A lot of game masters have experience with dungeons but have trouble writing investigation or horror adventures--especially ones that aren't railroady--and very few pre-written commercial modules help with that.
Here's a way to write investigations and visualize how they work for yourself--it combines the idea of a Hunter/Hunted investigation set-up with the idea of the criminal conspiracy organizational charts cops use--(which Ken Hite calls a "conspiramid" in Night's Black Agents. This is a step or two more complex and concrete.).
It visualizes the possibilities in an investigation as a dungeon:
So, first, you have The Horror--this is the final boss, the supernatural or at least bizarre thing that is revealed after all the investigating is done. You probably already have in mind what that is. Imagine it as occupying a room in the center of a dungeon.
Around that you have the "Gatekeeper"--this is the NPC or the building or whatever that you encounter right before the final horror. This could be the crime boss who keeps the werewolf in his basement or the cultist wizard that summons Cthulhu or, yes, like Dana in Ghostbusters who brings forth Gozer.
The point of the Gatekeeper is they are a mundane front that, once encountered, triggers the appearance of the horror.
Picture the Gatekeeper as occupying a set of halls around the Horror. You can move through those walls when investigation reveals new information. Think of information as literally the key. You unlock the adjacent "room" with information.
Don't worry about those little rooms in the corners yet, they'll be explained in a second. They're an important difference between this and the simple conspiracy pyramid.
So outside the Gatekeeper's room we have other connecting rooms that the PCs have to get through before they have enough information to get to the boss.
I put some examples: a pawn of the boss, their lawyer, etc. You can also move laterally, like investigating the boss' lawyer might lead the PCs to the sub-boss, etc. This is fine. The point is whatever they're doing be fun, not that it be efficient.
You can wrap the center in as many layers of these adjacent "buffers" as you want.
The outer layer of "buffers" are the first things the players can do when investigating the situation. Imagine the PCs beginning outside and moving inward. In this example, the players can interview the victim directly, search the crime scene, do research on the place where the crime took place (like in the library or on the web), or ask their contacts about it.
Different "entrances" lead to different parts of the conspiracy.
The outermost ring is the "room" where players start--discovering there is a crime to solve.
The orange spot in the lower right is some pizza cheese stuck on my scanner. It's not that important.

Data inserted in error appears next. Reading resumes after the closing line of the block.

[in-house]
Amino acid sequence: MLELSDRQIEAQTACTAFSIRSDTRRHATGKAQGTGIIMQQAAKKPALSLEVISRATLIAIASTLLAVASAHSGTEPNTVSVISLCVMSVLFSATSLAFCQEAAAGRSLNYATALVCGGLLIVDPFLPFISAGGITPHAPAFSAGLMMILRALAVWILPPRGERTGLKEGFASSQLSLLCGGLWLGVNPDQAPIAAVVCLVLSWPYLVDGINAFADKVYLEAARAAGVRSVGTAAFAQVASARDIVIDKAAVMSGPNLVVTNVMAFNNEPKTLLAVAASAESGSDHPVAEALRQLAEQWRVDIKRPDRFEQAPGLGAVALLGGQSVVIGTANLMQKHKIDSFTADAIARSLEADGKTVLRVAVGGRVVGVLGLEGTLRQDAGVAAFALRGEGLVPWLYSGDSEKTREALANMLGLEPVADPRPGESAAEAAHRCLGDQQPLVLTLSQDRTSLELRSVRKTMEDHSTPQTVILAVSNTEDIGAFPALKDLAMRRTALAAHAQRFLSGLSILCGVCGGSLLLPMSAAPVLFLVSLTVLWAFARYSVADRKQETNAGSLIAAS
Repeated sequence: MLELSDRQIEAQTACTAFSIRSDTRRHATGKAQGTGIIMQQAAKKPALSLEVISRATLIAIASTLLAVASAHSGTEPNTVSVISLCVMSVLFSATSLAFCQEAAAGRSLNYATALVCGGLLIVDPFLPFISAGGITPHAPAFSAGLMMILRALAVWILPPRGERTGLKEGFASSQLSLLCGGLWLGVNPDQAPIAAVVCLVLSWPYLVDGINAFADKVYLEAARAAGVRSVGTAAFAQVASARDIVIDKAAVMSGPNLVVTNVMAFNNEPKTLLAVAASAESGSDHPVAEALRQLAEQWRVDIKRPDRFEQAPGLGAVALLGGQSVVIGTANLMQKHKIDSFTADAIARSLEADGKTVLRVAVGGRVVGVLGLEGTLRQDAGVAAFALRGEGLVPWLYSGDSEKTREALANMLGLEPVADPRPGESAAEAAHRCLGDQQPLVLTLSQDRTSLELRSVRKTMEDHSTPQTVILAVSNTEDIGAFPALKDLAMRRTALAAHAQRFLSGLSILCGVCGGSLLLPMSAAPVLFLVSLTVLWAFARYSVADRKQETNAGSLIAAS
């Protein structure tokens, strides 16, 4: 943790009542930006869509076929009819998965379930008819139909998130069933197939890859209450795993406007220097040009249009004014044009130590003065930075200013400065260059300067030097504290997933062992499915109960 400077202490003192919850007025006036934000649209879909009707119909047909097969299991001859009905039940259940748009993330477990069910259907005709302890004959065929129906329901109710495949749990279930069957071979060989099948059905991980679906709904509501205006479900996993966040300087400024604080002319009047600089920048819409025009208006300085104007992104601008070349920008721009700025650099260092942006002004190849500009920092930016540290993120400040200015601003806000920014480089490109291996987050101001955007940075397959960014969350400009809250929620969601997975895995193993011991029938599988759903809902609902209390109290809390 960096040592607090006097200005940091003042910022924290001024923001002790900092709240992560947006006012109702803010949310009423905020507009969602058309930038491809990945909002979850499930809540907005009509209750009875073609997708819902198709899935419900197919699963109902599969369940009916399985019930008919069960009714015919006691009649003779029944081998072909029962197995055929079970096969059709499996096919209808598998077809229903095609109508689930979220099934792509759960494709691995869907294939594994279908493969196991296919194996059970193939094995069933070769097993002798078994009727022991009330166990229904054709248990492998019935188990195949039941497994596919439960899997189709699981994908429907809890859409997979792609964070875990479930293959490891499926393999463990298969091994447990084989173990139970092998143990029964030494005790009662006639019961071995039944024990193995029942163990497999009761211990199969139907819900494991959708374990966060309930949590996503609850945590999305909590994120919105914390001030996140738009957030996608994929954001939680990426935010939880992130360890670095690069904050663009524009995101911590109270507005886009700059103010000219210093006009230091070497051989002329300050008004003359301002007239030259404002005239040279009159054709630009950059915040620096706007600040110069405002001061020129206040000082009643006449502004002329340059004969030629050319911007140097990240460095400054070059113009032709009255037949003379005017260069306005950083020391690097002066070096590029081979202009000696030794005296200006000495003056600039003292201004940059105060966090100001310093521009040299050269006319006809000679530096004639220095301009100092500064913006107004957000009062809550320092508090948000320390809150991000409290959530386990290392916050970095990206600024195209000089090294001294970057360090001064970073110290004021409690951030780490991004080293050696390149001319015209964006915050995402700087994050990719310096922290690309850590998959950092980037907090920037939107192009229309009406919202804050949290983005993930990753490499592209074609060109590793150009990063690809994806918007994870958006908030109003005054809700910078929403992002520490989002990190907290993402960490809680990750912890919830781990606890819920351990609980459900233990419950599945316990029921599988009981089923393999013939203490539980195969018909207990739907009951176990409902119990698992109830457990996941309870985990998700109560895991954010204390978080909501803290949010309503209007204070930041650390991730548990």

I haven't yet talked about those little boxes in the corners. These are kind of "secret rooms".
These are where the dangerous people and things associated with the crime lurk. They do two things:
A) They attack the investigators if they get stalled in their investigation. This keeps the game moving.
B) Their attack brings the investigators closer to the center of the investigation.
For more detail on how and why this works, check out Hunter/Hunted. This is the most important difference between this and a simple conspiracy pyramid.
Here's an example:
Our investigators start out having heard of the suspicious decapitation of Bunny Monrovia, cherished uncle.
They figure they'll interview Bunny's wife, Capybara Monrovia (victim), she tells them Bunny's best friend was Sweetwater Baize, a kindly fellow who helped Bunny out and always brought Jelly Bellies for the twins.
They can tell he's hiding something but don't manage to question Sweetwater's suspicious butler, much less sneak upstairs and find the hideous mantis creature that once was Sweetwater's sister or figure out anything much about Sweetwater.
Dinner seems to drag on, the GM is getting restless.
So out of the "attack" box the GM conjures the Mantis Cultists, who Sweetwater calls in to deal with these meddling kids. They strike hard...
The players can now confront him (the Gatekeeper) and he can unleash the hideous beast (The Horror).
This "dungeon" is the same structure but a little simpler for a GM to write--it has 3 initial methods of investigation and only 3 kinds of buffers between the crime and the Gatekeeper.
To create a whole campaign, imagine this is the top view of a stepped pyramid seen from a helicopter--all you have to do is add more "steps" to the pyramid.
This investigation advice will be cleaned up and expanded for the Demon City project. To donate to it, go to the Demon City Patreon here.